The regatta was a very traditional event, like ones held in other coastal communities. Bob Desmond of the Barony of Gaultier Historical Society kindly gave me a press cutting from 1962, which was the centenary celebration of the Dunmore East Regatta. That would make 1960 to be the 98th one held. Apart from sailing, swimming, rowing and outboard motor races, there was also a series of novelty events such as ‘the duck hunt’, ‘greasy-pole’, model yacht race and the one that I always liked the best, the fancy dress parade. On Regatta Day, the national flag was flown on the flagpole in our garden at the harbour and all yachts in the harbour would be dressed with flags for the occasion.
For the 1960 regatta, it was real ‘no-brainer’ as far as I was concerned, I would enter the fancy dress parade as ‘S.S. Macuto’. A fair bit of imagination was required to make my small yellow-painted rowing boat ‘Turmoil’ resemble anything like the decrepit old steamer that was in Waterford all summer. However, with help from John Murphy, we set about the task. Fish boxes, painted brown, were a great source of material to make the upper hull and bridge. The flag of Panama was made from cardboard, red and blue paint. I still await, all these years later for this flag to come up in a Table Quiz! Paint tin lids were used to make the portholes and an empty paint tin formed the top of the funnel, where there would be real smoke. We found that old fishing net burned really well and gave off lots of smoke, which we believed would give us an edge on the day over other competitors. Dress rehearsals went very well, with plenty of smoke coming from practice sessions on dry land. Unfortunately, on the day, things did go quite as well. The old netting probably got a bit damp and not too much smoke was seen around the harbour, much to our disappointment. However, as they say, the taking part matters. We certainly had lots of fun dressing up as Greek sailors and pretending to be the S.S. Macuto.
Incidentally, August 1960 must have had some nasty bad weather as the regatta was finally held on Thursday August 25th, (the day after the S.S. Macuto set sail from Waterford) after three earlier cancellations. Thursday was the traditional half-day in Waterford and holding the regatta on that day would have been the best alternative to a Sunday. After that, there were just a few short days remaining for me before it was time to pack my school bag and start my secondary school education in Waterford.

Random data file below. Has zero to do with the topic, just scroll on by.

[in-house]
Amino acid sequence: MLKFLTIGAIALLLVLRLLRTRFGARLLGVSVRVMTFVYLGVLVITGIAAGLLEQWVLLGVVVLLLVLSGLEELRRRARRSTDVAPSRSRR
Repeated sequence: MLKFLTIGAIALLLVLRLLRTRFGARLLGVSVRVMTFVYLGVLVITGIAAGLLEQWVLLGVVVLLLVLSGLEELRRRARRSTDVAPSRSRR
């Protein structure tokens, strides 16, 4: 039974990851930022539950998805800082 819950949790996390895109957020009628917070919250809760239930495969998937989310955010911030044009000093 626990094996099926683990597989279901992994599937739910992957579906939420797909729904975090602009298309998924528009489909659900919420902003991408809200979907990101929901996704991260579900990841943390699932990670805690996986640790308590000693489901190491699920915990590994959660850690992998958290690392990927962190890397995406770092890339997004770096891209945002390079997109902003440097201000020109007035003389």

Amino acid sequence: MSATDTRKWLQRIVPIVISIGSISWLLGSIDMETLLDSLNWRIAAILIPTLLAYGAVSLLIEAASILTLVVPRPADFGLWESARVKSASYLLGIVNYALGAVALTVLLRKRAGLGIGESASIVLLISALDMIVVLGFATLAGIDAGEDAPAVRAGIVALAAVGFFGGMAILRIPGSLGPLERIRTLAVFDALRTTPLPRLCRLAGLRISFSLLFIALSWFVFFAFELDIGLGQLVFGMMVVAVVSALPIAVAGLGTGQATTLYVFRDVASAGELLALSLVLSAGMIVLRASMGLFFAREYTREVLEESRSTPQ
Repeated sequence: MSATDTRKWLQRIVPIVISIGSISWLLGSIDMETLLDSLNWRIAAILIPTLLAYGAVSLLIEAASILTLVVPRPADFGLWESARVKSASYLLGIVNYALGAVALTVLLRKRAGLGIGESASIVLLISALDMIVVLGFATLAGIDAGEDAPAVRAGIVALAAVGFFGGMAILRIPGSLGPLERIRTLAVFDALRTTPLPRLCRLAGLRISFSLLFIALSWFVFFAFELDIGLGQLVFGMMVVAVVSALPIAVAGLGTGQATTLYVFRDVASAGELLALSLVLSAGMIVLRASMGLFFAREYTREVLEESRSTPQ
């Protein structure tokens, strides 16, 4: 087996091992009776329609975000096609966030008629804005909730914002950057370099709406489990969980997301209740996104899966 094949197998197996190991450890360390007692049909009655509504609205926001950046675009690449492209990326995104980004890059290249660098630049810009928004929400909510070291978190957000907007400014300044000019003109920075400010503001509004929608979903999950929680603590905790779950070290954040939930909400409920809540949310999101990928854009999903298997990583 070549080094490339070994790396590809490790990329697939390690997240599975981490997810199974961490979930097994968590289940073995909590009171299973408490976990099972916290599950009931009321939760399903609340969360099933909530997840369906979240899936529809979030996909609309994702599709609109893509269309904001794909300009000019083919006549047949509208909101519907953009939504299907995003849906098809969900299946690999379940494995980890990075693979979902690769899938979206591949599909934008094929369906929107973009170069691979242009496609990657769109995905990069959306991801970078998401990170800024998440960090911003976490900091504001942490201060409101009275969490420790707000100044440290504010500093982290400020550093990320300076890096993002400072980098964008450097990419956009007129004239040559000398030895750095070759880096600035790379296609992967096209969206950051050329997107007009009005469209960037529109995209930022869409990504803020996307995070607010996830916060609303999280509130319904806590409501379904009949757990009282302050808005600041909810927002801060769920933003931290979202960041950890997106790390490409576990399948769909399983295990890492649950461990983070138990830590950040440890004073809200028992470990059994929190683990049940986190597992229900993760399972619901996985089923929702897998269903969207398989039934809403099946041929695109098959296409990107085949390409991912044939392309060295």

The Haven Hotel in the 1960s with thanks to Waterford Co Museum

The Dunmore East Regatta was not the only Dunmore connection to the S.S. Macuto. Dick Ballintine and his wife Honor were still owners and successfully managing The Haven Hotel in Dunmore in 1960. The Kelly family did not arrive until a few years later. The Haven had originally been called Villa Marina (that name can still be seen on the wall at the entrance with steps opposite the park) and was one time the summer residence of the Malcolmson family of the Portlaw Cotton Industry and Shipbuilding fame in Waterford. The Ballintines had bought the property in the late 1940’s and turned it into a thriving and popular hotel. Dick Ballintine was an innovative person, a man before his time and saw a terrific opportunity in pre-twitter times to publicise his hotel.

He managed, somehow, to get a painter, or maybe a group of them to paint “Drop anchor at the Haven Hotel” in large white letters on the side of the ship when it was finally berthed near the Mall. Unfortunately, someone rumbled the plan and the Customs Officers stepped in and disallowed the project. For a brief period, the words “Anchor a…” appeared on the side of the ship before being blanked out by black paint and being another chapter in the story of the S.S. Macuto on her stay of notoriety in Waterford.
Finally, returning to the Dunmore East Regatta of 1960, there is a lovely connection with the events of last August (2017) when Dunmore East celebrated Friend or Foe in brilliant fashion. This event commemorated the brave rescue by three young fishermen, Jack McGrath and the brothers Tom and Patsy Power of Kapitan Kurt Tebbenjohanns, commander and only survivor from German mine-laying submarine UC44 that sank in Waterford Harbour in August 1917.
A flavor of the scene; Regatta day Dunmore East 25th August 1938, © Brendan Grogan

The record of winners from the Regatta of the various events as listed in the Munster Express of August 26th1960, show that Thomas McGrath won the Model Yacht Race. Thomas was a nephew of Jack McGrath and John Martin, a nephew of the Power Brothers, won the Open Pair-Oar Rowing Race, rowing with Billy Power. Another successful contestant in the various rowing races was John Aylward, who later went on to become a well-known figure in the Waterford licenced trade.

I would like to thank Andrew for his invitation to me to contribute to Waterford Harbour Tide ‘n’ Tales again. It is a privilege to be a small part of Andrew’s mission to celebrate and preserve the rich maritime heritage of Waterford Harbour. Gratitude is also due to Andy Kelly for his kind permission to use the image of the S.S. Macuto and to the library staff at the Central Library, Lady Lane in Waterford for allowing access to old copies of the Munster Express on-line. I also received valuable assistance form Brian Ellis, Honorary Librarian at National Maritime Museum of Ireland, Dun Laoghaire.